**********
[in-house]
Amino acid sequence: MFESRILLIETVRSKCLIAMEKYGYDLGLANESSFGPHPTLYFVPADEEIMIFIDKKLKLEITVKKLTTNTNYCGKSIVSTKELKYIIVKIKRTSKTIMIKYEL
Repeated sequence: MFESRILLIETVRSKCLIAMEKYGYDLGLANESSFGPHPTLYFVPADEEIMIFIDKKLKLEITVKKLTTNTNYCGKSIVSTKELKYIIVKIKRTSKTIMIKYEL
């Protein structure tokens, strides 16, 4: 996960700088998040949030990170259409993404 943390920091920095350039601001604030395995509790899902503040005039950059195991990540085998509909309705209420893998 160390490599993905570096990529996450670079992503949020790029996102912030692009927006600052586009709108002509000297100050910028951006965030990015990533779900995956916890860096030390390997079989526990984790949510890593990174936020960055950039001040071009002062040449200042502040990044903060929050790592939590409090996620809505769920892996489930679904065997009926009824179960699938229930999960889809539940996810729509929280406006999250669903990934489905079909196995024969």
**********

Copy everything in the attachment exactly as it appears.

[in-house]
Amino acid sequence: MFESRILLIETVRSKCLIAMEKYGYDLGLANESSFGPHPTLYFVPADEEIMIFIDKKLKLEITVKKLTTNTNYCGKSIVSTKELKYIIVKIKRTSKTIMIKYEL
Repeated sequence: MFESRILLIETVRSKCLIAMEKYGYDLGLANESSFGPHPTLYFVPADEEIMIFIDKKLKLEITVKKLTTNTNYCGKSIVSTKELKYIIVKIKRTSKTIMIKYEL
């Protein structure tokens, strides 16, 4: 996960700088998040949030990170259409993404 943390920091920095350039601001604030395995509790899902503040005039950059195991990540085998509909309705209420893998 160390490599993905570096990529996450670079992503949020790029996102912030692009927006600052586009709108002509000297100050910028951006965030990015990533779900995956916890860096030390390997079989526990984790949510890593990174936020960055950039001040071009002062040449200042502040990044903060929050790592939590409090996620809505769920892996489930679904065997009926009824179960699938229930999960889809539940996810729509929280406006999250669903990934489905079909196995024969």